Like them or not, social media influencers have carved out a market for themselves, gaining thousands — and sometimes millions — of loyal followers, who are increasingly becoming their targets for advertising everything from toothpaste to luxury hotels.

The influencer industry is booming, with a 2018 study from the World Federation of Advertisers revealing that 65% of multinational brands planned to spend more of their advertising budget on influencers. And according to a PwC report, “personality-driven marketing” is expected to reach $240 million this year in Australia alone. Across the world, it’s expected to be worth up to $10 billion by 2020.

The gauzy barrier between fan and influencer has prompted authorities across Britain to clamp down on personalities who keep their fans in the dark about sponsorship and endorsement deals. So does this mean that Australia’s advertising watchdog needs to add some bite to its bark?

Britain’s self-regulatory ad watchdog Advertising Standards Authority recently issued cautions to between 200 and 300 influencers over their failure to include disclosures about sponsored content.

The Competition and Markets Authority (CMA), the government authority which has the power to take legal action, then received guarantees from 16 influencers, including singers Ellie Goulding and Rita Ora, model Alexa Chung and popular vlogger Zoella, to abide by all advertising laws. The CMA is monitoring these influencers and if they fall foul of the law again, could be fined or even face a jail sentence of up to two years.

“Influencers can have a huge impact on what their fans decide to buy,” Andrea Coscelli, chief executive of the CMA, says. “People could, quite rightly, feel misled if what they thought was a recommendation from someone they admired turns out to be a marketing ploy.”

What about Australia?

But in Australia, the push for transparency lags behind somewhat, with the Australian Association of National Advertisers (AANA) only introducing a voluntary code in 2017. There are no specific laws for influencers, although they still fall under national consumer law, and the Australian Competition and Consumer Commission (ACCC) can dish out fines for false or misleading statements.

Stephen von Muenster, a Sydney-based lawyer who specialises in media and advertising law, says because there is yet to be a test case before the courts, it’s difficult to determine if current laws are sufficient.

“There are still a lot of influencers who post without including “#ad” or “#spon” but there’s just so many of them that it’s hard for regulators to watch all of them.

“Other media is regulated when it comes to advertising and what they can and can’t say; in radio, you can’t have cash-for-comments anymore but you can still get away with it on social media,” he says. “It’s hiding away in plain sight.”

News Corp reported on April 19 that the ACCC was preparing to pounce on influencers and brands’ undisclosed deals.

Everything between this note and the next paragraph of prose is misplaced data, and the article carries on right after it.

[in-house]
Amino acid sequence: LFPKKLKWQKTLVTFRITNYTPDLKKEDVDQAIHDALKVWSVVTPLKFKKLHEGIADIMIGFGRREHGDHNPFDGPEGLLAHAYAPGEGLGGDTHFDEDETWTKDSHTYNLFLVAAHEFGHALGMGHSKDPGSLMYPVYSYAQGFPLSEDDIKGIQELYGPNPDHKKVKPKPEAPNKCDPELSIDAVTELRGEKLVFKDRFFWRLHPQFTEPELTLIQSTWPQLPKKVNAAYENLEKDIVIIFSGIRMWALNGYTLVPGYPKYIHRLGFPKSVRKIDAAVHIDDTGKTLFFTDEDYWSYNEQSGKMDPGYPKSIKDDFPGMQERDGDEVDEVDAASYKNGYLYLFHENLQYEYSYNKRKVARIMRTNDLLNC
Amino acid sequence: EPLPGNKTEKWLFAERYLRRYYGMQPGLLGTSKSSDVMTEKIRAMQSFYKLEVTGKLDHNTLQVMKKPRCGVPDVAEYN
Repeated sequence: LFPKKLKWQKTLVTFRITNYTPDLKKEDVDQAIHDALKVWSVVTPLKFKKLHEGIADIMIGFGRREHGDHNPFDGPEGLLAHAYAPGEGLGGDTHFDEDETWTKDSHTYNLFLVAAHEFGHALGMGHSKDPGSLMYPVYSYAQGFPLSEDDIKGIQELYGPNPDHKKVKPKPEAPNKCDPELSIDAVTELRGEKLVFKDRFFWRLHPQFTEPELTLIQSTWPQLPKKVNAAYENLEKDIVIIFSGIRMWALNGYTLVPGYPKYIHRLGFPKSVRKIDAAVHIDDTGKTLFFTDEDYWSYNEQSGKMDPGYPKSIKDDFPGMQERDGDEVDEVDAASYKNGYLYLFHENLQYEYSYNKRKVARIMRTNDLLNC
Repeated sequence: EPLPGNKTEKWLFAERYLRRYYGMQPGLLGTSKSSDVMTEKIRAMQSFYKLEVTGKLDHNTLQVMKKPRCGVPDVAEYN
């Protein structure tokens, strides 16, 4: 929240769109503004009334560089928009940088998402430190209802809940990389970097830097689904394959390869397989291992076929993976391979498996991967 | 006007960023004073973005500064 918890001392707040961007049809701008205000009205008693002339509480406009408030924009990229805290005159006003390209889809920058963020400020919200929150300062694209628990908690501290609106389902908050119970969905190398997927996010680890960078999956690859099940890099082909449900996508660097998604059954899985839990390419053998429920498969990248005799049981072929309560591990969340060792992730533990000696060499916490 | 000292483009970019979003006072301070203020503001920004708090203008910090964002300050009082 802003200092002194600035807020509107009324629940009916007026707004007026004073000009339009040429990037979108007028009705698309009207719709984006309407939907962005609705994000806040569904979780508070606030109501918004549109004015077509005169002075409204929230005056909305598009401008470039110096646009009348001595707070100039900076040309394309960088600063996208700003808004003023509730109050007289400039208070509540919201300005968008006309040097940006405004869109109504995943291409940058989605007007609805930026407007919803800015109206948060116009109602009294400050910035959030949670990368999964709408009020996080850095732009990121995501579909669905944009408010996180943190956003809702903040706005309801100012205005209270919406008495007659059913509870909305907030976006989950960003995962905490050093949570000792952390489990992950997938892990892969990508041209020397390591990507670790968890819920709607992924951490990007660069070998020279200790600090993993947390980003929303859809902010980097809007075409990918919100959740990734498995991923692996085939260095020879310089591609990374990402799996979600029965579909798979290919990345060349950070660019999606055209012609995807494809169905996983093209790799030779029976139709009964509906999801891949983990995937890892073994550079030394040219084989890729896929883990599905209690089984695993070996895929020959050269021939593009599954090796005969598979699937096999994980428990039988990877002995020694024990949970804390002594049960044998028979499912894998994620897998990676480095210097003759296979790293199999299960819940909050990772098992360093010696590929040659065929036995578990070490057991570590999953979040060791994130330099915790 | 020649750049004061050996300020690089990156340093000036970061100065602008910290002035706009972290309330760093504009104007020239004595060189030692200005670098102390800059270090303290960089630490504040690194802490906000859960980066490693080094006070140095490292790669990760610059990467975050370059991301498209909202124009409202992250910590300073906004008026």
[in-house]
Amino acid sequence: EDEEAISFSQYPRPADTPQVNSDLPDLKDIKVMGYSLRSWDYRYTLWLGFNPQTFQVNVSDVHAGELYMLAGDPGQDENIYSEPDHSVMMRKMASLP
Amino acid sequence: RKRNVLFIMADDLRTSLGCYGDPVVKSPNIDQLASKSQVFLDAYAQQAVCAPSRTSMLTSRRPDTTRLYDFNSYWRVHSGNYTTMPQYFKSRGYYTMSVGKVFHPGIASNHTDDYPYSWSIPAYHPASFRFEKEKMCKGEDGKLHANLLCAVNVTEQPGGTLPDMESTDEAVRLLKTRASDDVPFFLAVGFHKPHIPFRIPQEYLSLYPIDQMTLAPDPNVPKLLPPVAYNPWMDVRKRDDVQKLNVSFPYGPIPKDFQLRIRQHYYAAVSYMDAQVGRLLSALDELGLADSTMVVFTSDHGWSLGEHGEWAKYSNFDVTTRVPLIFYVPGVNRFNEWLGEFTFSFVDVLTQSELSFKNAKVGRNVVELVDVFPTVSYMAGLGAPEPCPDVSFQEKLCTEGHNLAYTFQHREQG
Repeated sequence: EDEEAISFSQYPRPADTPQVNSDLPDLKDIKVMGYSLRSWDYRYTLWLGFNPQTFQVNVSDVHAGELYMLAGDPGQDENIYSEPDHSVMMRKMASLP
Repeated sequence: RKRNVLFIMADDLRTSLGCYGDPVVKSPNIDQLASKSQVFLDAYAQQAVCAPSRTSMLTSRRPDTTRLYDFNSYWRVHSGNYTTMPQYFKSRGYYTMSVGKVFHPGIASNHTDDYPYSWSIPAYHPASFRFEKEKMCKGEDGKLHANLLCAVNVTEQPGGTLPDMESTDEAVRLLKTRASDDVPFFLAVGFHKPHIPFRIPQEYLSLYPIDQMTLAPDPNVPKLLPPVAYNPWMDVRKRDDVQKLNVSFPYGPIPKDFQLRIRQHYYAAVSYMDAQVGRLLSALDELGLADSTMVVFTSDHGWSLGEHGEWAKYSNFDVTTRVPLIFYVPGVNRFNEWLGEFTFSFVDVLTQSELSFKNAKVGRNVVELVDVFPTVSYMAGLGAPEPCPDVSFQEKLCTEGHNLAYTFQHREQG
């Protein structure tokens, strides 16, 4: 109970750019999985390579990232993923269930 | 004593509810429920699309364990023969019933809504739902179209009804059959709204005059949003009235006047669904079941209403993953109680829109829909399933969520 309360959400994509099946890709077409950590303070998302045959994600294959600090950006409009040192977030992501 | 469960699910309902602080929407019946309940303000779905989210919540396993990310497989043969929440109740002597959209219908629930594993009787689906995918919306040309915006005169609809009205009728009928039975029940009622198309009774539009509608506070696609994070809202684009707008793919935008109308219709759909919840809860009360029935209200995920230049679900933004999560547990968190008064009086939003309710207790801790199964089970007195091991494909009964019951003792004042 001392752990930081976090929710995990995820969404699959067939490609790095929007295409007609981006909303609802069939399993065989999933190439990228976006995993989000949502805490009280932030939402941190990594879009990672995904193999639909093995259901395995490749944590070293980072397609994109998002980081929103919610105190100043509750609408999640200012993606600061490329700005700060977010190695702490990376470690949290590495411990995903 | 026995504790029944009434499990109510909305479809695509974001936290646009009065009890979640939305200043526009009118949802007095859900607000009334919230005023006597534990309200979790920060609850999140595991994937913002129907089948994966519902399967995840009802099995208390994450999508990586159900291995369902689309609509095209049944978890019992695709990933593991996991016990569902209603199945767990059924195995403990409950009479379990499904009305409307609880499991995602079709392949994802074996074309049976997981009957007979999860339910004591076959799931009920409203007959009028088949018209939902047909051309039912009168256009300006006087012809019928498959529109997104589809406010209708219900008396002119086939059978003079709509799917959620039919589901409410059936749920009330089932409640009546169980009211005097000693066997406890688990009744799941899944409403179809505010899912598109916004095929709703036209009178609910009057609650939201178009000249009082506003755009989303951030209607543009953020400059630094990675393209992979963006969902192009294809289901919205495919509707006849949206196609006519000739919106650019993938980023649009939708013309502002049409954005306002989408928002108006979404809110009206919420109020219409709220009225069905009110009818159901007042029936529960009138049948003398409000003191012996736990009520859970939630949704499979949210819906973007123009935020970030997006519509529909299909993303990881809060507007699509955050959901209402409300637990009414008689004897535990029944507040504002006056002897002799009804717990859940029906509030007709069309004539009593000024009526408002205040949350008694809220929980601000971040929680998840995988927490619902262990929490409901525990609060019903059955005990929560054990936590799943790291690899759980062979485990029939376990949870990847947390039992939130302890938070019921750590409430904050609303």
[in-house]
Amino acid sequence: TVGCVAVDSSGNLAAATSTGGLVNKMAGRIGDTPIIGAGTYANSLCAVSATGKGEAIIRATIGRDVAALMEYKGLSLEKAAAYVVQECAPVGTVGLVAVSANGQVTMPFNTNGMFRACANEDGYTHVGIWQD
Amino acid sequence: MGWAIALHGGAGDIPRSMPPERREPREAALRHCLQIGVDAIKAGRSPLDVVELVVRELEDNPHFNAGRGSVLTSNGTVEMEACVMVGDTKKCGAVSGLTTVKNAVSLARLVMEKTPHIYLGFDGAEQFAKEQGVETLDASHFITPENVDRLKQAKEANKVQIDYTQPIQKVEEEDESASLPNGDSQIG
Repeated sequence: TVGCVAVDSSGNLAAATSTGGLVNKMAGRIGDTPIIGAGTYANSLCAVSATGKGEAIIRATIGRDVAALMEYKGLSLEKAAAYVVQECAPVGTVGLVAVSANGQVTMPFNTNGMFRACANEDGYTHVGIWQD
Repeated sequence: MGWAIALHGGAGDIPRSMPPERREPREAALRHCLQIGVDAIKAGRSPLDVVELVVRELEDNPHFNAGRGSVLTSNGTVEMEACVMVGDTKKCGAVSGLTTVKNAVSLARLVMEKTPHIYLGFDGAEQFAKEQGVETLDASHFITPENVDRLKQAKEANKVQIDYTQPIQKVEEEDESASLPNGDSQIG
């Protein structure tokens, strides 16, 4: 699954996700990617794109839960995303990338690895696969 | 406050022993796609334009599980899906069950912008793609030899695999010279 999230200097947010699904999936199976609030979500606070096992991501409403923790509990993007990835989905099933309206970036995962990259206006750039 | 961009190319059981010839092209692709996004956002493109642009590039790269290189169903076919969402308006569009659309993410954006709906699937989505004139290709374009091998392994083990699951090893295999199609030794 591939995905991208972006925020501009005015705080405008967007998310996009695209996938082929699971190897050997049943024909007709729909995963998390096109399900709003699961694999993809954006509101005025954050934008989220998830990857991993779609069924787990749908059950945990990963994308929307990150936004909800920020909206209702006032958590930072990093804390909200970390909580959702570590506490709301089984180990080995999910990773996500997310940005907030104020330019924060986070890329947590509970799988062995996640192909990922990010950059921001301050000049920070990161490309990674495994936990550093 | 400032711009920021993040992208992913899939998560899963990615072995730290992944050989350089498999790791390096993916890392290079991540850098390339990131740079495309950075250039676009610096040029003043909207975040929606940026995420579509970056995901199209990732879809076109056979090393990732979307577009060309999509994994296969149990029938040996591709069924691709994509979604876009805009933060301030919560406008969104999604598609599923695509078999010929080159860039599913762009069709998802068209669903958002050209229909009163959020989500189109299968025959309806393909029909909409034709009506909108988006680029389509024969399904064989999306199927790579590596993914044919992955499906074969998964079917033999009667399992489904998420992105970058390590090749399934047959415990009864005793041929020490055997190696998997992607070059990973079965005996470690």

An ACCC spokeswoman confirmed to Crikey that “advertising practices on social media platforms are among the enforcement and compliance priorities of the ACCC for 2019”.

She added that influencers have the “same obligations as other forms of advertising or marketing” under Australian consumer law.

“Influencers should not … create an impression that they haven’t received some financial or other benefit for promoting a product or service, when they have.”

Waiting for a big one

Von Muenster believes the ACCC is waiting for a “reasonably large” breach, similar to the ACCC’s recent crack down on fake online reviews.

Ad Standards, the advertising industry body which investigates complaints, said that it had “not received a large number of complaints about influencers and that no complaints have been upheld”.

One of its most recent investigations concerned fashion designer Pip Edwards and a 2018 Instagram post of hers that showed her posing near a Mercedes Benz but failed to disclose her commercial partnership with the car brand. The complaint was made against Mercedes Benz, which shared the image on its own Instagram page, but was dismissed, in part, because Edwards had previously posted about the partnership and that Mercedes Benz did not control or  have oversight of what Edwards posts.

“The panel considered that the relevant audience for this post would be familiar with the commercial relationship between Pip Edwards and Mercedes,” the panel stated.

Instagram itself is attempting to clarify the muddled world of sponsored posts and will introduce a new type of post solely for “branded content ads”, although this is being directed more at brands and not influencers.

However, attempts to bring influencers into line — and within the law — might come first from those they need the most: their followers. Social analytics company Sharablee recently completed an extensive report into influencers and their audience and found that “…trust in digital creators is higher than trust in brands [and] digital creators actually give brands a positive halo effect when they partner together”.

But trust in influencers being transparent about being paid or given freebies to promote is no higher than 39%.

Without trust and the all-importance of being considered “authentic” then influencers might not even need to worry about disclosing sponsorship deals they no longer have.

Peter Fray

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Peter Fray
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